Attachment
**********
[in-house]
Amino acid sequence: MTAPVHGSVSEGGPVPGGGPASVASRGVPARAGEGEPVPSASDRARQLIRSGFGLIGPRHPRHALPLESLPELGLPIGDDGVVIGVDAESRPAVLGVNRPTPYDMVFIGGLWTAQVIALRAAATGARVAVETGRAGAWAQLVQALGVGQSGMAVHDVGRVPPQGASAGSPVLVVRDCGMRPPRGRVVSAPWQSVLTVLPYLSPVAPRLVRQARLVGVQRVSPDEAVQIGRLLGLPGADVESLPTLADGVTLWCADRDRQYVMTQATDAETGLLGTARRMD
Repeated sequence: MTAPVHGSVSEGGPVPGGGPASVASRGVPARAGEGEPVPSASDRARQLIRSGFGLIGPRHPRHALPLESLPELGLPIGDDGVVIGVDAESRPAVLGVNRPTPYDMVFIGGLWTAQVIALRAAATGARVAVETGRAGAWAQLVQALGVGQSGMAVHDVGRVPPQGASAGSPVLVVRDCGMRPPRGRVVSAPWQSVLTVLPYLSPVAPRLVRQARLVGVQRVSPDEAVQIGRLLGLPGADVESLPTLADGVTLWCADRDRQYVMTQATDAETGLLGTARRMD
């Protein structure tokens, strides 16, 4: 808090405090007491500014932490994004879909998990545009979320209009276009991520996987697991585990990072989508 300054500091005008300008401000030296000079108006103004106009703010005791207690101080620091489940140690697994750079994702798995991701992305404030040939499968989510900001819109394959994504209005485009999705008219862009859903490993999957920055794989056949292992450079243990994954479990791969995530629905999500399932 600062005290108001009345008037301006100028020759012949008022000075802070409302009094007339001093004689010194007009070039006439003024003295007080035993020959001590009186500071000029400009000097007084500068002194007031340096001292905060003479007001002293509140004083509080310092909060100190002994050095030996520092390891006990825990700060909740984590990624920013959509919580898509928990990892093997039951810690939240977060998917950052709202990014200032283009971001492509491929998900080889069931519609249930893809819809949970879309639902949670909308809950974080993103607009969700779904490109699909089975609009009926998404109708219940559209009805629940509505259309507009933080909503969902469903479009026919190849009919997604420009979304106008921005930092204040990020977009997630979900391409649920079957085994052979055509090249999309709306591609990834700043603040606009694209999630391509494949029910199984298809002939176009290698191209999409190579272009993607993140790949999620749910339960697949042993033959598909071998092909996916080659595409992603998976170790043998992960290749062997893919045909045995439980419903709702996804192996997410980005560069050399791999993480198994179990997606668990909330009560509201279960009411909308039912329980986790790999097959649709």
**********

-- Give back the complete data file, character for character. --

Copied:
[in-house]
Amino acid sequence: MTAPVHGSVSEGGPVPGGGPASVASRGVPARAGEGEPVPSASDRARQLIRSGFGLIGPRHPRHALPLESLPELGLPIGDDGVVIGVDAESRPAVLGVNRPTPYDMVFIGGLWTAQVIALRAAATGARVAVETGRAGAWAQLVQALGVGQSGMAVHDVGRVPPQGASAGSPVLVVRDCGMRPPRGRVVSAPWQSVLTVLPYLSPVAPRLVRQARLVGVQRVSPDEAVQIGRLLGLPGADVESLPTLADGVTLWCADRDRQYVMTQATDAETGLLGTARRMD
Repeated sequence: MTAPVHGSVSEGGPVPGGGPASVASRGVPARAGEGEPVPSASDRARQLIRSGFGLIGPRHPRHALPLESLPELGLPIGDDGVVIGVDAESRPAVLGVNRPTPYDMVFIGGLWTAQVIALRAAATGARVAVETGRAGAWAQLVQALGVGQSGMAVHDVGRVPPQGASAGSPVLVVRDCGMRPPRGRVVSAPWQSVLTVLPYLSPVAPRLVRQARLVGVQRVSPDEAVQIGRLLGLPGADVESLPTLADGVTLWCADRDRQYVMTQATDAETGLLGTARRMD
């Protein structure tokens, strides 16, 4: 808090405090007491500014932490994004879909998990545009979320209009276009991520996987697991585990990072989508 300054500091005008300008401000030296000079108006103004106009703010005791207690101080620091489940140690697994750079994702798995991701992305404030040939499968989510900001819109394959994504209005485009999705008219862009859903490993999957920055794989056949292992450079243990994954479990791969995530629905999500399932 600062005290108001009345008037301006100028020759012949008022000075802070409302009094007339001093004689010194007009070039006439003024003295007080035993020959001590009186500071000029400009000097007084500068002194007031340096001292905060003479007001002293509140004083509080310092909060100190002994050095030996520092390891006990825990700060909740984590990624920013959509919580898509928990990892093997039951810690939240977060998917950052709202990014200032283009971001492509491929998900080889069931519609249930893809819809949970879309639902949670909308809950974080993103607009969700779904490109699909089975609009009926998404109708219940559209009805629940509505259309507009933080909503969902469903479009026919190849009919997604420009979304106008921005930092204040990020977009997630979900391409649920079957085994052979055509090249999309709306591609990834700043603040606009694209999630391509494949029910199984298809002939176009290698191209999409190579272009993607993140790949999620749910339960697949042993033959598909071998092909996916080659595409992603998976170790043998992960290749062997893919045909045995439980419903709702996804192996997410980005560069050399791999993480198994179990997606668990909330009560509201279960009411909308039912329980986790790999097959649709």